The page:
That Curious Fellow
Captain Basil Hall, RN
- A fascinating account of his extraordinary life and times
- Record of naval history in the first half of the 19th century
- An indefatigable traveller whose early descriptions of Korea, China and Borneo and naval life made him famous
- An insight into Edinburgh and London high society from previously unpublished and revealing correspondence
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240 × 170mm
40 b/w illustrations
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Son of a scientifically-minded Scottish aristocrat, Basil Hall joined the Royal Navy at the age of 13 in 1802. His first naval engagements in America and Spain during the Peninsular War are described, as are his travels in India and the Far East. His renowned interview with Napoleon, while still a prisoner on St. Helena is featured. He was a confidante of Sir Walter Scott, Dickens and many other distinguished authors of his day.
Renowned for his curiosity and energy, he became a popular writer himself based on his world-wide travels and adventures, including his involvement in the liberation of Peru and friendship with General San Martin. He embarked on an epic, 10,000-mile journey with his family in North America and twice journeyed across the sub-continent of India under the patronage of the Admiral Sir Samuel Hood, providing delightful vignettes of Indian life of the time. Subsequent travels in Europe introduce personalities such as Lord Byron and the eccentric Countess Purgstall.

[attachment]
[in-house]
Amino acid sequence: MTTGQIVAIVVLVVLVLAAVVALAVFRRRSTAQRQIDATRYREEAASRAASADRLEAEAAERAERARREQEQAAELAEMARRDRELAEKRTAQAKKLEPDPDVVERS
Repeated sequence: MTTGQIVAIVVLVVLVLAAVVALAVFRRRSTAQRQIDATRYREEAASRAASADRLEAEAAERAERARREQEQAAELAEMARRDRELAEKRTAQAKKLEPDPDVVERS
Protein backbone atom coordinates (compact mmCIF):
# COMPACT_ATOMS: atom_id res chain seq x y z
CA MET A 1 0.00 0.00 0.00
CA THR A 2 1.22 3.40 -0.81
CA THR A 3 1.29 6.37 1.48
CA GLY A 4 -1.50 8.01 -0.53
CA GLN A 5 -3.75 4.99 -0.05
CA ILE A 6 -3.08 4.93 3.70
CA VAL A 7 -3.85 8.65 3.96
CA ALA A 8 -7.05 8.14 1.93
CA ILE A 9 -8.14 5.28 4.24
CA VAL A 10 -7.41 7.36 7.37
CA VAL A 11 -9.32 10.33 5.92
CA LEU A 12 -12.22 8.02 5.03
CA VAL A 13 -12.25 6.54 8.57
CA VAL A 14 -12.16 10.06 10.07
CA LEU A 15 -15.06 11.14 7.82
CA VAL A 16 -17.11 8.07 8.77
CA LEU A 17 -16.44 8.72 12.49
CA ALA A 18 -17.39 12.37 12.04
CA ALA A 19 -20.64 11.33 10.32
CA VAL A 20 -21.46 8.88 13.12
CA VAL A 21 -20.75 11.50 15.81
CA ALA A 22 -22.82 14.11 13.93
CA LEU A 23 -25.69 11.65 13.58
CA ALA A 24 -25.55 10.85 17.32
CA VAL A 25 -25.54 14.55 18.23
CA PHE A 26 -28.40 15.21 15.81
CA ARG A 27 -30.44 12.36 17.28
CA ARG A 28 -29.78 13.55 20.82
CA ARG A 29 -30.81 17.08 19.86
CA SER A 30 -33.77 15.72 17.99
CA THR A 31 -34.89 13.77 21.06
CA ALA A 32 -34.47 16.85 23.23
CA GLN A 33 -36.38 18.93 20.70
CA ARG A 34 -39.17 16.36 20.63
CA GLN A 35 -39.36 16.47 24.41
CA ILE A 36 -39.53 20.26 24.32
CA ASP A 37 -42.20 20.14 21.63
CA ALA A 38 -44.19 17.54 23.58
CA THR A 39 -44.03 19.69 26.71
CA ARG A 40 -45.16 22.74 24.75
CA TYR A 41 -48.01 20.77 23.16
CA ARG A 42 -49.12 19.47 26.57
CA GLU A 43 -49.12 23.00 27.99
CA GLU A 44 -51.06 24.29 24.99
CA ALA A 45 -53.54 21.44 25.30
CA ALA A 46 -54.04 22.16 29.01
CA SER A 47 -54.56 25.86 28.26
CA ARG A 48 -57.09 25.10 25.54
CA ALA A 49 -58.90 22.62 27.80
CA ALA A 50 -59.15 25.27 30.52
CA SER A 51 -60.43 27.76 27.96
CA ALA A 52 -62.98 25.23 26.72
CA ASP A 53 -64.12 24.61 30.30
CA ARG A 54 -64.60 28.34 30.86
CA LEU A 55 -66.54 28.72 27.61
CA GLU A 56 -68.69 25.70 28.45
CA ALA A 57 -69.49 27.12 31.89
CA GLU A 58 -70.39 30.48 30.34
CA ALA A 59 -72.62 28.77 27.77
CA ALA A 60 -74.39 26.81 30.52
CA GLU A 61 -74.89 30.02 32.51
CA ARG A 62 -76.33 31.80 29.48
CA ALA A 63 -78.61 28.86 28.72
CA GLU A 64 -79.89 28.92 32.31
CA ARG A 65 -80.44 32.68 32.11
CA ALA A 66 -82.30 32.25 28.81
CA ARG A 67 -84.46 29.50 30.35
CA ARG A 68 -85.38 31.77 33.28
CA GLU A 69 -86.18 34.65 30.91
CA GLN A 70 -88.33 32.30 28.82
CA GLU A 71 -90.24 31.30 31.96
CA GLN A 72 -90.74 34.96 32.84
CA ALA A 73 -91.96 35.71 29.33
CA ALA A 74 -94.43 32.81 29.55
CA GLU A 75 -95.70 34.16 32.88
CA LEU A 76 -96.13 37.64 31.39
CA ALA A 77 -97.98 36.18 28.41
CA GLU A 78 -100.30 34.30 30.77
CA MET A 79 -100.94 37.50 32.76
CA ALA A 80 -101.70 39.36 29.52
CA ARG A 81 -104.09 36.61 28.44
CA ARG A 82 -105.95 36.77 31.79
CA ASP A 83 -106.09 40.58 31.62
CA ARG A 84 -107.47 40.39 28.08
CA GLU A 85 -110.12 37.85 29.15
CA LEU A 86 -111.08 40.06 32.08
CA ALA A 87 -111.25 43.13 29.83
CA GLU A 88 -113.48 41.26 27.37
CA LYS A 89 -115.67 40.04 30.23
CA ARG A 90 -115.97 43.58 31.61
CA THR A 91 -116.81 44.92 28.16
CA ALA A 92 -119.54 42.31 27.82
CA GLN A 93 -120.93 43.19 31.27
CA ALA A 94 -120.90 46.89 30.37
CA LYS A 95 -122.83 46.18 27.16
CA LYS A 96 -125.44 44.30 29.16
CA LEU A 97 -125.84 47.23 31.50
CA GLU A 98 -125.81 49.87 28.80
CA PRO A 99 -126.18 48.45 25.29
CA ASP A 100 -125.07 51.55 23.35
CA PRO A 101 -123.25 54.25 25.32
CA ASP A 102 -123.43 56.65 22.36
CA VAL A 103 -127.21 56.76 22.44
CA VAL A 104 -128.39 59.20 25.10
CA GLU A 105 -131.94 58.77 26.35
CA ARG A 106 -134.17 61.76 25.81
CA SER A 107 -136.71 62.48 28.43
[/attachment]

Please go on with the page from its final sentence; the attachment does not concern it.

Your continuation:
Although the narrative of his journey in the United States earned him great opprobrium from Americans for his conservative attitudes, his support in Edinburgh to the great American bird painter, John James Audubon, was greatly appreciated by the artist.
As an amateur scientist, Hall made important contributions to nautical astronomy, geology and naval technology, being a Fellow of both the Royal Society and the Royal Society of Edinburgh. Among his scientific friends were Sir John Herschel, Mary Somerville, and Sir Humphrey Davy, among many others.
He was in the unusually privileged position of moving among the upper echelons of British society’s distinguished writers, scientists and politicians thus providing a fascinating insight into the mores and manners of high society in Edinburgh and London. The inclusion of previously unpublished and often revealing correspondence has contributed to the first full biography of a very colourful individual and his times.
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